- They don’t necessarily have the expertise required, their insights may or may not be correct.
- They may not know the school you are applying for that well and your profile may be much different than them, making their guidance somewhat risky.
- They don’t have any skin in the game, therefore are not as committed to the task as a professional admissions consultant.
To maximize my chances and not making the same mistake twice, I decided to take help of reputed consultants from MBA Crystal Ball (MCB).
How the formal admissions consulting process worked
For MCB readers who aren’t aware of him, he’s among the best MBA consultants who got into Harvard Business School and Stanford GSB. He dropped Harvard, and chose Stanford after he got a free ride (i.e. full scholarship) from the latter.
MBA MAP made me think about my motivations for doing an MBA, my post MBA goals and the ways in which my past journey would support my future.
This process was especially important because not only it helped me in my applications later but also helped me in deciding my target schools.
Through the process I realized that I was not adequately motivated to study in the US and was inclined towards working and living in Europe post my MBA.
To select my schools I went through the profiles of previous cohorts, known inclinations of the admission committees etc.
All of the information is freely available via their own or other websites. Major thing to look for is any particular thing which the school values and you have it or if there is something of particular value provided by the program which would help you realize your future goals.
For example, my target school INSEAD values diversity, so one would be valued if he has worked in a multicultural setting. MBA MAP program also helps you with the shortlisting of schools suited to your profile.
After the MBA MAP and my own research I shortlisted 3 schools. I selected INSEAD, London Business School (LBS) and ISB. Each of the schools has different requirements for the type of candidate they are looking for.
Ankur helped me draft my story according to each of them. Even though Ankur only reviewed and corrected my essays, I was amazed at the end result.
Through several reviews and corrections to each essay Ankur made sure, each of them was impactful and conveyed my story in a precise way. I think this maximized my chances of acceptance.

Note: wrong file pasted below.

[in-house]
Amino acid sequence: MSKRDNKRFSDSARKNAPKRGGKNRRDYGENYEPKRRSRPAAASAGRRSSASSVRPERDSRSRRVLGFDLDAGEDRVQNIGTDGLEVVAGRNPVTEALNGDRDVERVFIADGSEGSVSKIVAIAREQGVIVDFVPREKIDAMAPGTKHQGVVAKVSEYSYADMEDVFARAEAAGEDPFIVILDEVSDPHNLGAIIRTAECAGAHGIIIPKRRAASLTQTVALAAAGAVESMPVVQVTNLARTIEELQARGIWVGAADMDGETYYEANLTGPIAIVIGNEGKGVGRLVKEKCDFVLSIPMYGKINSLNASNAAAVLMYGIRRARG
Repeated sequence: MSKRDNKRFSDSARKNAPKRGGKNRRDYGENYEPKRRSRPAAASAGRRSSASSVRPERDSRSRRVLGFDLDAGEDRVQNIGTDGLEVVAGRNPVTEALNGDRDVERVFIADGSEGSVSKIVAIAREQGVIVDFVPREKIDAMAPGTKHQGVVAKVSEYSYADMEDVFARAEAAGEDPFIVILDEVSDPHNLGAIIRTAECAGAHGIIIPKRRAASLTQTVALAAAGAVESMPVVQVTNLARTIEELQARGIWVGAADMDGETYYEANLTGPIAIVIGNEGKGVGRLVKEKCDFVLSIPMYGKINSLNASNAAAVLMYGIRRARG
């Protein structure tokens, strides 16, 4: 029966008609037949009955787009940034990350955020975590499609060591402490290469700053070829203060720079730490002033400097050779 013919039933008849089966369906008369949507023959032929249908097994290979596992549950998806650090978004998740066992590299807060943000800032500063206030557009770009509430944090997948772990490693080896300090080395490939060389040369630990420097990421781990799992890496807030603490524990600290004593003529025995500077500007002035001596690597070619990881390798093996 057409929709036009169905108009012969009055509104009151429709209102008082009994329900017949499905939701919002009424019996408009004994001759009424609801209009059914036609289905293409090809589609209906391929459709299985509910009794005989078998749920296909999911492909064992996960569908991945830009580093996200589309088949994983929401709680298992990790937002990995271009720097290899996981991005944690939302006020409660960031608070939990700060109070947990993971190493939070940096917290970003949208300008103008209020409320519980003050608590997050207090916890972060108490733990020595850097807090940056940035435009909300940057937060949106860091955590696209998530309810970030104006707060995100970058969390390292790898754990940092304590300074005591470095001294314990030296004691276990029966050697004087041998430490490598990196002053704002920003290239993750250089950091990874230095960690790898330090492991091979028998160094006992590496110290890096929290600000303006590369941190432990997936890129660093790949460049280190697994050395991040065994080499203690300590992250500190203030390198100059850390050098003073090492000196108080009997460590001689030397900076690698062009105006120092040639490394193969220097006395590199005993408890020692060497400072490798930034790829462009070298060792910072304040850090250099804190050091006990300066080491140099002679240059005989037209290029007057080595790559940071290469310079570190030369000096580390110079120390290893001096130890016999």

As a result, I got interview calls from INSEAD and ISB. For INSEAD I had to myself approach two alumni, contact information for whom was provided by the school and arrange for my interviews.
Both the alumni were very friendly and focused on my motivations for the MBA and how well the INSEAD program sits with my future goals.
ISB’s interview was taken by a panel of alumni, who focused more on my experience and knowledge about the things I was supposed to work on in the future. Interviews for both the schools went well and now was the time to wait for the results.
Results of the structured approach and rigorous reviews
After about a week I received a call, directly from the admission’s officer in France. As soon as my phone showed a call with code +33, I realised I was in.
I was so thrilled to receive the call that I forgot to ask about the campus I have been admitted to.
I also got accepted by ISB. As my primary motivation was to work in Europe in a diverse environment, I decided to go with INSEAD.
I believe my experience across different cutting edge domains, working in a multicultural environment with cross functional teams, helped me differentiate my application from other applicants from the same representative pool.
Through my application I realized it is important for the applicant to study his own profile, find out these strong points and effectively portray them through their application.
With his years of admissions consulting experience and the unique mentoring approach, Ankur helped me a lot in this challenging process and I would sincerely thank him for it.
So what does an experienced consultant (who has himself cracked into the elite bschools) know that friends don’t?
An experienced consultant has firstly the most important thing, the “Experience” of helping many applicants like me, learning through their mistakes and knowing what works and what doesn’t through hundreds of applications.
They also have skin in the game, they want the applicant to succeed as much as the applicant himself does.
This shows in their commitment to work with you until he gets it right, no matter how long it takes.
I believe these two things make the consultant much more valuable than friends.
Reiterating the point with my own example, if some of my juniors would want my help with their applications, apart from guiding them:
- I would still suggest they go with an experienced consultant, as even if I have cracked a b-school, doesn’t mean I know what will work for them.
- I don’t know what part of their profile should be highlighted, what should be downplayed and what should be defended.
A trustworthy friend cannot become an experienced MBA consultant in a short span of time. However, as Utkarsh mentioned, a good consultant can become a trustworthy friend and mentor during the difficult journey, helping you avoid the pitfalls that other applicants are likely to make.
Send us an email if you need professional help for your applications: info [at] mbacrystalball [dot] com